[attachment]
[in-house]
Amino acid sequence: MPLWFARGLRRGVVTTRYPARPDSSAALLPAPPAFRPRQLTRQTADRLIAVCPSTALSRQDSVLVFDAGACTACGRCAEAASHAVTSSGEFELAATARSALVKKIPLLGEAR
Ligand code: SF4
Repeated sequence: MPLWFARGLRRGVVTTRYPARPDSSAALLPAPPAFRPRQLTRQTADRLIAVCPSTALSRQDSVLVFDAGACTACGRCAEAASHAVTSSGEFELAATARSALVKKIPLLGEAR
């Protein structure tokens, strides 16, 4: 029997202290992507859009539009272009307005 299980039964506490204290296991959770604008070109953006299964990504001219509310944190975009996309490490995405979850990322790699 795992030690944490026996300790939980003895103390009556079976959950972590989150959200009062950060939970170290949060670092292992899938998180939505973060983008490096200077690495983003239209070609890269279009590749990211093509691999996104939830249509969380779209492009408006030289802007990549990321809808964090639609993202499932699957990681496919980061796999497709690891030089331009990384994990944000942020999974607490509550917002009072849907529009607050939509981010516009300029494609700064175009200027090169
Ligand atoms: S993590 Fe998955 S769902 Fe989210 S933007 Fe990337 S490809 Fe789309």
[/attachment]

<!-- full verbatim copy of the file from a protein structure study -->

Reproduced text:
[in-house]
Amino acid sequence: MPLWFARGLRRGVVTTRYPARPDSSAALLPAPPAFRPRQLTRQTADRLIAVCPSTALSRQDSVLVFDAGACTACGRCAEAASHAVTSSGEFELAATARSALVKKIPLLGEAR
Ligand code: SF4
Repeated sequence: MPLWFARGLRRGVVTTRYPARPDSSAALLPAPPAFRPRQLTRQTADRLIAVCPSTALSRQDSVLVFDAGACTACGRCAEAASHAVTSSGEFELAATARSALVKKIPLLGEAR
């Protein structure tokens, strides 16, 4: 029997202290992507859009539009272009307005 299980039964506490204290296991959770604008070109953006299964990504001219509310944190975009996309490490995405979850990322790699 795992030690944490026996300790939980003895103390009556079976959950972590989150959200009062950060939970170290949060670092292992899938998180939505973060983008490096200077690495983003239209070609890269279009590749990211093509691999996104939830249509969380779209492009408006030289802007990549990321809808964090639609993202499932699957990681496919980061796999497709690891030089331009990384994990944000942020999974607490509550917002009072849907529009607050939509981010516009300029494609700064175009200027090169
Ligand atoms: S993590 Fe998955 S769902 Fe989210 S933007 Fe990337 S490809 Fe789309």